Mental health in public relations frequently ignored or managed as a performance issue
#FuturePRoof report published by the PRCA explores the mental health of the public relations profession
Mental illness in the public relations profession is frequently ignored, or managed as a line management or performance issue.
This is the key finding of a #FuturePRoof project that explored mental health within the business of communication and public relations on behalf of the PRCA.
The project uncovered an extreme example of mental illness cited as grounds for dismissal in an agency employment contract. This breaches employment legislation.
The #FuturePRoof report lifts the lid on mental health in the public relations profession, and attempts to characterise the issue, signpost potential solutions, and identify best practice.
The #FuturePRoof report makes three recommendations for employers and managers.
- The cost of mental health to public relations and the broader business community is well known. Make mental health and wellbeing a management issue within your management team.
- Company policies and procedures should cover sickness due to mental health, and provide clear signposting and training to all employees and managers on policies and procedures.
- Where resources do not exist within an organisation, access external support such as the resources listed in this report. Small organisations should consider retaining specialised support.
“Removing the stigma around the issue of mental health in the workplace will have the single biggest impact on positive outcomes. Employers need create safe environments to encourage staff to talk about how they feel with each other and with managers,” said Stephen Waddington, partner and Chief Engagement Officer, Ketchum, and co-author of the report.
Francis Ingham MPRCA, PRCA Director General, said: “We fully support the recommendations in this report. The industry still operates on a ‘don’t ask, don’t tell’ policy and unfortunately this report highlights the stigma surrounding mental health. We know that improving mental health and wellbeing among employees is a key business issue yet many organisations have been slow to implement mental health management policies. It is important to talk about this issue, but we need action as well. The PRCA will be campaigning on raising awareness about mental health and more importantly we will be working with key players in the industry to deliver a programme on how to tackle the issue.”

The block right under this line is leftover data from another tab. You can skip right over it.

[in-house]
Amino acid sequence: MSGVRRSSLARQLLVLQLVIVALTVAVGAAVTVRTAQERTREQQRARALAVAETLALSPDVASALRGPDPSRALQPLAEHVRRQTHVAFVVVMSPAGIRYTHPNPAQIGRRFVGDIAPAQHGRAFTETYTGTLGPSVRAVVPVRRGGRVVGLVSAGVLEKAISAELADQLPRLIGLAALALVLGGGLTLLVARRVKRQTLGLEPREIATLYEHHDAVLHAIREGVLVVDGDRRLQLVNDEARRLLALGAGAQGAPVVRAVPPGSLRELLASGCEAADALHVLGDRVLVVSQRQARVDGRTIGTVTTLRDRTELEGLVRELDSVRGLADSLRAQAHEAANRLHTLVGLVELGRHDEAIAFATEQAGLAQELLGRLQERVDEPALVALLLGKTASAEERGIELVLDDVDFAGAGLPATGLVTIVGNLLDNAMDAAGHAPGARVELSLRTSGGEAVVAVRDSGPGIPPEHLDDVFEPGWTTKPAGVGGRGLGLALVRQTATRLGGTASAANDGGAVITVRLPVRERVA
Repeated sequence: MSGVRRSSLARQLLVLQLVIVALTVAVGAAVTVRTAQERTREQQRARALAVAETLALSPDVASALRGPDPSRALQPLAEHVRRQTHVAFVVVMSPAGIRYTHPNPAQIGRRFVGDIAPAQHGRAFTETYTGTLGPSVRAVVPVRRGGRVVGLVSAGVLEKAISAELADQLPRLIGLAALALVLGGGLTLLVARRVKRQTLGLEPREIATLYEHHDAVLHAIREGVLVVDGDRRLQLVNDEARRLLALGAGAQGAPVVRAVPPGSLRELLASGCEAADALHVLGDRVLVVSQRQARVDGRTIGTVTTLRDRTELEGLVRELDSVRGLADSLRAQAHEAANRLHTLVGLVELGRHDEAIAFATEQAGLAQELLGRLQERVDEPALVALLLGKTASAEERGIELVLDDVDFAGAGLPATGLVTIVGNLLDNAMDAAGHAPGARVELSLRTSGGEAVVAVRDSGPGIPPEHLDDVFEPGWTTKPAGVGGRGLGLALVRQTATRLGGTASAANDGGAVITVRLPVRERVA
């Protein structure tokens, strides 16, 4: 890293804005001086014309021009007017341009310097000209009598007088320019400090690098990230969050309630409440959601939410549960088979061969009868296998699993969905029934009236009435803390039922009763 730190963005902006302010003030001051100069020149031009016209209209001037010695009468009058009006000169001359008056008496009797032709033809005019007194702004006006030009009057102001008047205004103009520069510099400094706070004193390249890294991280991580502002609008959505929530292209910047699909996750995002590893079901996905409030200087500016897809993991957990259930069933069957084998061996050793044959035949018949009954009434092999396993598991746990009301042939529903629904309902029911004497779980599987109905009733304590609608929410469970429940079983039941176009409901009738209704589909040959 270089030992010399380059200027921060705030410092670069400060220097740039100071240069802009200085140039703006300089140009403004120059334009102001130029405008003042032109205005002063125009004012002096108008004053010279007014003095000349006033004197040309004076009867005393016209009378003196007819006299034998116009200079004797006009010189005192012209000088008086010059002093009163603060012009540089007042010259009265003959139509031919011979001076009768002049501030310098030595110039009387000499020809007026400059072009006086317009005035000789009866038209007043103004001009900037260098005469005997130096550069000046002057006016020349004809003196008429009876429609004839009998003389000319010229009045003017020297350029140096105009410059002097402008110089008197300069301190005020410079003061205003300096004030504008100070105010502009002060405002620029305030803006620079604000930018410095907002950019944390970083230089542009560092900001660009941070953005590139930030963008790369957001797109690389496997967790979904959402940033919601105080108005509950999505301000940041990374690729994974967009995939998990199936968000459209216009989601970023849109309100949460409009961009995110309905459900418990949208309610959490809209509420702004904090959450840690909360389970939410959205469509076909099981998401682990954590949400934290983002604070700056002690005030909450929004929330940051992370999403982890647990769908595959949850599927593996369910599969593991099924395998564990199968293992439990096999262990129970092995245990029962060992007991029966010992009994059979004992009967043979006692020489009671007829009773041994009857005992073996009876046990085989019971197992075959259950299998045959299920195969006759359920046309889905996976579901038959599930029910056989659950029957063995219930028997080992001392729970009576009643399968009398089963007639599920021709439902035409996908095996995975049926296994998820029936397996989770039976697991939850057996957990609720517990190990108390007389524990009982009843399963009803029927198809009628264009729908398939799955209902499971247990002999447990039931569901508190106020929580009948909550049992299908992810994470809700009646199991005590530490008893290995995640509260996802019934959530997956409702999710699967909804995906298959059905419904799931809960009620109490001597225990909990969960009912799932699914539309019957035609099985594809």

As part of its investigation, #FuturePRoof carried out qualitative and quantitative research, engaging with practitioners ranging from assistants and interns to communication directors and managing directors.
A wide range of issues were identified as symptoms of poor mental health in the workplace ranging from absentmindedness to anxiety, and from anger to depression.
Attributing factors included financial pressures; service delivery including always on, long hours and deadlines; office politics including culture, and poor management; trauma, particularly in emergency services; and a lack of respect and understanding for public relations.
The report found that attitudes to mental health in the workplace are polarised.
36.6% people said that they would be comfortable or very comfortable talking about their mental health in the workplace with colleagues. 56.7% said they would be uncomfortable or very uncomfortable.
Many practitioners are unaware whether their sickness policy at work specifically addresses mental health. 53.3% said they were unaware; 14.2% reported that it did; and 32.5% reported that it did not.
35.8% respondents reported that their organisation had workplace schemes aimed at enhancing the mental health and wellbeing of staff. These included employee assistant programmes; subsidised exercise; mental health awareness training; and wellness action plans.